Of the Silver plan policies issued in Covered California, about three-quarters qualify for CSRs. It is noteworthy that whether your Silver plan enjoys CSR status or not, the monthly insurance
premium and the APTC subsidy remain the same.
Interestingly, Trump’s order only impacts adults, because children of these households are taken out of Covered California automatically, and sent to a Medi-Cal case worker for possible coverage (all children in households with less than 250% FPL). So what happens to the remaining adults? Assuming Congress does not provide funding, they would likely receive a supplemental premium notice for the extra coverage, with the option to downgrade to the regular Silver 70 plan for no difference in premium. Yet this may be a worst-case scenario, and here the story gets interesting.
A Small Subsidies Surprise
The deeper we dig, the greater the surprise. The grand surprise follows this paragraph, but first, in a paper commissioned by the public healthcare exchange, Covered California** and published January 26, 2017, researchers estimated if CSR funding were cut-off (presumably by President Trump), overall Silver policy premiums would increase 16.6% for 2018, AND, rather than causing a multitude to lose insurance coverage, this Covered California-sponsored paper estimates Covered California would actually gain a net 20,000 new members! (**source: Evaluating the Potential Consequences of Terminating Direct Federal Cost-Sharing Reduction (CSR) Funding, By Wesley Yin, Ph.D., and Richard Domurat, Ph.D. candidate).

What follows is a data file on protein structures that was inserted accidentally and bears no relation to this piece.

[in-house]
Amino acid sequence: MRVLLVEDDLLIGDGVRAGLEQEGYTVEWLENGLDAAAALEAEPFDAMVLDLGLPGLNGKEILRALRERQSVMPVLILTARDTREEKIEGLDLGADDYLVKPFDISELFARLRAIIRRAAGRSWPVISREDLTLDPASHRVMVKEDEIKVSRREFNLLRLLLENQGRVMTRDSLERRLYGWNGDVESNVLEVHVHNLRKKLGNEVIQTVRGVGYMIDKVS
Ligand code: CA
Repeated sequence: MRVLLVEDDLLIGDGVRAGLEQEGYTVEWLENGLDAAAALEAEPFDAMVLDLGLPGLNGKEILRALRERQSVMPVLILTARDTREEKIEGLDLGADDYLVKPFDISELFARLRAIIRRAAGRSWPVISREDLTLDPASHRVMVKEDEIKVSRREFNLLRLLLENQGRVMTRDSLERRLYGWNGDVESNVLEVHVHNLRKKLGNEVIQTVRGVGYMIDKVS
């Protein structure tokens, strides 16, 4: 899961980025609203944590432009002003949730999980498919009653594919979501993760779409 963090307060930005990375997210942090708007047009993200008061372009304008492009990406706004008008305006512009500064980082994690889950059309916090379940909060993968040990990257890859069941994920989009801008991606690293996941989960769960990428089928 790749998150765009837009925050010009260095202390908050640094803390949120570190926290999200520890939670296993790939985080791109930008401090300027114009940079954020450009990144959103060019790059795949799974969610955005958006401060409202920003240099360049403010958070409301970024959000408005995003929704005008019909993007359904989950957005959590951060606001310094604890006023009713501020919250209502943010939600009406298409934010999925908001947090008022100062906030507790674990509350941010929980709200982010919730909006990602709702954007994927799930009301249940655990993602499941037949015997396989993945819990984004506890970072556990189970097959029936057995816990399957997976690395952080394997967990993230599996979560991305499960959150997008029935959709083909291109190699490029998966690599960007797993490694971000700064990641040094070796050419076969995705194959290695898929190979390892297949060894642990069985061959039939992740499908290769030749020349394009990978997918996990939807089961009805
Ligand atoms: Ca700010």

A Big Subsidies Surprise
Closer inspection of a Covered California report issued July 21, 2017 suggests a contingency plan was conceived last June, in the event CSR funding was ceased. Taken verbatim from this report:
What happens if the cost-sharing reduction payments are stopped?
“In June, Covered California’s board took steps to protect most consumers from any rate increases caused by the uncertainty surrounding cost-sharing reduction payments. The board acted to place any rate increases caused by the uncertainty only into Silver plans. If the federal government does not act to provide certainty that CSRs will be funded, Silver-level consumers would see an increase in the gross cost of their premiums, they will also see an increase in the amount of financial assistance they receive, leaving their net payment virtually the same.” [Source: “How Cost Sharing Reductions Work:” Covered California, July 21, 2017]
Reflecting on recent headlines, readers beware: Yellow Journalism is prejudiced, jaundiced, and lurks everywhere…even from the world’s most respected news organizations:
Ending Health Subsidies: ‘People Will Die’ New York Times-Oct 13, 2017
- “How Cost Sharing Reductions Work:” Covered California, July 21, 2017
- Covered California Active Member Profile of March 2017, reported June 1, 2017
- Consequences of Terminating Direct Federal Cost-Sharing Reduction (CSR) Funding, By Wesley Yin, Ph.D., and Richard Domurat, Ph.D. candidate).
- Healthy California Makes Strange Bedfellows